We’re heartbroken about J35 – What we can do to help.

The news of J35’s deceased calf has hit us all hard. She carried her deceased daughter for 17 days and hundreds of miles – it was truly heartbreaking to see this mother orca mourning the death of her newborn calf. It is also a stark reminder of the trouble the Southern Resident Killer Whales are in.It is also a stark reminder of the trouble the Southern Resident Killer Whales are in.

We too are mourning J35’s loss, and every loss of the endangered Southern Resident killer whales. The Southern Resident orcas are down to just 75 whales – this is the lowest number in 30 years. In 2005 they numbered 88 when Southern Resident Killer Whales (SRKWs) were listed as endangered under the federal Endangered Species Act.

Southern Resident orcas are the icon of the Salish Sea, they are critically endangered, and they need all of our help.

What you can do to help the Southern Resident killer whales (SRKW) today:

1. Help the whales get enough to eat: The Salish Sea includes the core summer foraging area for the SRKWs. Tell the Pacific Salmon Commission to allocate 500,000 Chinook salmon from all west coast rivers for the endangered SRKWs. Email the Pacific Salmon Commission: [email protected] and copy the Pacific Fishery Management Council: [email protected].

Based on estimates of food requirements the average SRKW may consume about 18-25 adult salmon daily just to maintain their energy requirements. Using the low end of the spectrum, that means that about 1,500 salmon are required each day to sustain our SRKW population. That means we need at least 500,000 salmon a year if we want the population to grow. Learn more from the Center for Whale Research.

2. Elected officials need to hear from you: Governor Inslee established the Southern Resident Killer Whale Recovery Task Force to determine the significant and immediate actions needed to protect and recover the SRKWs. Contact Governor Inslee and your state senators and representatives and tell them to:

  • Give SRKWs their fair share of the salmon – follow Canada’s lead and take immediate action to increase prey availability and conserve Chinook salmon.
  • Reduce vessel noise – give SRKWs the protection they need to communicate and hunt for the scarce Chinook salmon.
  • Protect our shorelines – healthy shorelines, eelgrass, and spawning beaches are needed for the forage fish that Chinook salmon depend on.

Click here to Contact Governor Inslee or call: 360-902-4111.

Click here to find and contact your Washington State representatives.

Contact the Governor’s Southern Resident Task Force through this public portal to give them recommendations about what you think should be done to help the orcas: https://www.surveymonkey.com/r/srkwtfpubliccomment.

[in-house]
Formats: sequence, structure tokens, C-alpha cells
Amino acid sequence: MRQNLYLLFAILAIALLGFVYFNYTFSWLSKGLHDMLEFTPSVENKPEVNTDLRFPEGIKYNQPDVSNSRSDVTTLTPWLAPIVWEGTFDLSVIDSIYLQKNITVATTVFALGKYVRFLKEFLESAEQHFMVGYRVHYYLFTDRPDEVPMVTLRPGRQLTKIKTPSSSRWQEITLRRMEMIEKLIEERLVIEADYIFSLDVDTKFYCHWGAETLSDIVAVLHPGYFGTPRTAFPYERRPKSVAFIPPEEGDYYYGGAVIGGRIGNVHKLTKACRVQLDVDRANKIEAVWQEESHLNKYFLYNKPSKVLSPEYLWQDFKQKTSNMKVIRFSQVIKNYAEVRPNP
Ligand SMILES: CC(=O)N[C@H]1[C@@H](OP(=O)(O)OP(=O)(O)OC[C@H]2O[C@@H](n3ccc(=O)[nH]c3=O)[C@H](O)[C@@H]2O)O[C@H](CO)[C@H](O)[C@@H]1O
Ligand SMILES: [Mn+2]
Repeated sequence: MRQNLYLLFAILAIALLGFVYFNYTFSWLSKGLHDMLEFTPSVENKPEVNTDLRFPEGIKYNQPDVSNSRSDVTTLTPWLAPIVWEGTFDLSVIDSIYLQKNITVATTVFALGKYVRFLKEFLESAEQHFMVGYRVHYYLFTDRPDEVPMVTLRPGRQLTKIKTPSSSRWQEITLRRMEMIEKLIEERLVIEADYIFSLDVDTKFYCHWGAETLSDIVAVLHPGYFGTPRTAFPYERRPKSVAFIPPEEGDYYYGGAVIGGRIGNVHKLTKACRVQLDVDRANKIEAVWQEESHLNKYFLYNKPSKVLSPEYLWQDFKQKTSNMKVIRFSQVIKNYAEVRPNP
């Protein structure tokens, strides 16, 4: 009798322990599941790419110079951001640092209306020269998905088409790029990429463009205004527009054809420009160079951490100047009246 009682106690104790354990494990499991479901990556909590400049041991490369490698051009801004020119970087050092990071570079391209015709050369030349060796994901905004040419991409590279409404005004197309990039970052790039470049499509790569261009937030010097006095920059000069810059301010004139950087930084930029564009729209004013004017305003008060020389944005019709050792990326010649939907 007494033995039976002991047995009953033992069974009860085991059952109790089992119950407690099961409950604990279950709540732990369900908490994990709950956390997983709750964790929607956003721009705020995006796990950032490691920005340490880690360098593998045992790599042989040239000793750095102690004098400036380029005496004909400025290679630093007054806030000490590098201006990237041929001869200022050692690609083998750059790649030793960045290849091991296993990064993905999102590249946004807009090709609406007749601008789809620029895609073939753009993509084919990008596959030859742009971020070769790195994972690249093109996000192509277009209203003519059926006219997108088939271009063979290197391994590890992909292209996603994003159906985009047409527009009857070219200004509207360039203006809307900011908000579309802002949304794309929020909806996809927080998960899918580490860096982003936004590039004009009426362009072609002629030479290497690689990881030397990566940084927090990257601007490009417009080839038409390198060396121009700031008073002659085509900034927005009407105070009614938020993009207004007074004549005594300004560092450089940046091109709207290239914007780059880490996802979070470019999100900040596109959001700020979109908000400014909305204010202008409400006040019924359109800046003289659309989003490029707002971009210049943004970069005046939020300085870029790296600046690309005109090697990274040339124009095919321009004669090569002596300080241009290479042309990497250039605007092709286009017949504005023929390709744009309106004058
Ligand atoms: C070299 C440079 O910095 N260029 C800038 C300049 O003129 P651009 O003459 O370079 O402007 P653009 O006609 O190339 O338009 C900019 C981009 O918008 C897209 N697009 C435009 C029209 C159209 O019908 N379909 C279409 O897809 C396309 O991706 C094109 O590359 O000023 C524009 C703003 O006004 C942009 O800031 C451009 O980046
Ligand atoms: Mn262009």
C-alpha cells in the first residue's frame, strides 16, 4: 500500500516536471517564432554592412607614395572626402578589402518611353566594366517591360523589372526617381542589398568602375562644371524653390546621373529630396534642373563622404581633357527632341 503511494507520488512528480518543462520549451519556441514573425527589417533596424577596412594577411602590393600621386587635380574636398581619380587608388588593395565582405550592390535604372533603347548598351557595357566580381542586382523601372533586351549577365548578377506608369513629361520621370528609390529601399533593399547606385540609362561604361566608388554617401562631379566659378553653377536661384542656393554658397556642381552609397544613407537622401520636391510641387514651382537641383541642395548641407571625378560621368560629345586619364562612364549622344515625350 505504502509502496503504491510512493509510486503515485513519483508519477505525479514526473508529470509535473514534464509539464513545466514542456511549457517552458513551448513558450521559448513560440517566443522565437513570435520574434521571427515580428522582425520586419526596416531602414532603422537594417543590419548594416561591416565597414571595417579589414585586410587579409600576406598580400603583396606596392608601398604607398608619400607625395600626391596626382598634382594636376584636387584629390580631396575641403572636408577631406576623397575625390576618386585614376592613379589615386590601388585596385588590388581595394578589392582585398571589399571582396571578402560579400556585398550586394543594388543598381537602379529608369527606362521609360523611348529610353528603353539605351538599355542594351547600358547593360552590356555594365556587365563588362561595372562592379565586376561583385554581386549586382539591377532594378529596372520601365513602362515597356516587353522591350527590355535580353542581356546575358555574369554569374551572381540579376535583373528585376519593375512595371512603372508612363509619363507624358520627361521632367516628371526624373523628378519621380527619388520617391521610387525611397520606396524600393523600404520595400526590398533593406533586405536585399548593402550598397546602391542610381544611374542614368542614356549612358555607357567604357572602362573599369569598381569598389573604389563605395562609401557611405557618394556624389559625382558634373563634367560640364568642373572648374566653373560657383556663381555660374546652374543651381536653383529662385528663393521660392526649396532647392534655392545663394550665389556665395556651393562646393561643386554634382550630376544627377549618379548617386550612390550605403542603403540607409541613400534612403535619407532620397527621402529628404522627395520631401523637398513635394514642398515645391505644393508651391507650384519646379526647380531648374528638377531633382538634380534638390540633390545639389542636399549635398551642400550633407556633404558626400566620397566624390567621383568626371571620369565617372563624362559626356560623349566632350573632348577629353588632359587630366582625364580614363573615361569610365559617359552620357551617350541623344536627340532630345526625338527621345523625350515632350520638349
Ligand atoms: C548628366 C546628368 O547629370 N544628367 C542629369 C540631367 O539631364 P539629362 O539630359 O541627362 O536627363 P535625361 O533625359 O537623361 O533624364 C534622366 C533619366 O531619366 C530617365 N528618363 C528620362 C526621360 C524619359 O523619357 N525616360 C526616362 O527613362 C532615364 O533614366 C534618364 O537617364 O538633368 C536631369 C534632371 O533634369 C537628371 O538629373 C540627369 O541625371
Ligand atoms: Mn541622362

3. Help keep Friends of the San Juans at the table so we can advocate for quieter seas, shoreline protection, and more food for SRKWs in local, state, federal and transboundary task forces, committees, and forums. 

The orcas must consume thousands of salmon every year to survive; in turn salmon must eat thousands of forage fish; and forage fish need natural shorelines on which to lay their eggs. All of Friends’ programs help the Southern Residents and this web of connections we all share and depend on – your support is an integral part of this work.

Click here to donate to our Orca Protection Fund. Your gift to this fund will support our orca protection work, including participating in the SRKW Task Force through the Vessels Working Group where we will advocate for the needs of SRKWs.

The Southern Resident orcas are in trouble and we must all join together and change our behaviors in order to protect them and restore their population and the health of the entire Salish Sea ecosystem. We will keep moving forward and hope that this work saves J35 and her beautiful extended family of orcas.

Thank you for your voice and support as we continue to engage in this critical work together.

Photo above by Taylor Shedd/Soundwatch (photo taken under NMFS MMPA permit #21114).

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The Friends of the San Juans do such a wonderful job of keeping on top of things like the transit of freighters through the Straits and their impact on whales as well as protecting our environment. Jim and I fell in love with the islands, the wildlife, and fishing. We hope to preserve it, not only for our family but for other families, well into the future.

Glen and Deb Bruels

members, San Juan Island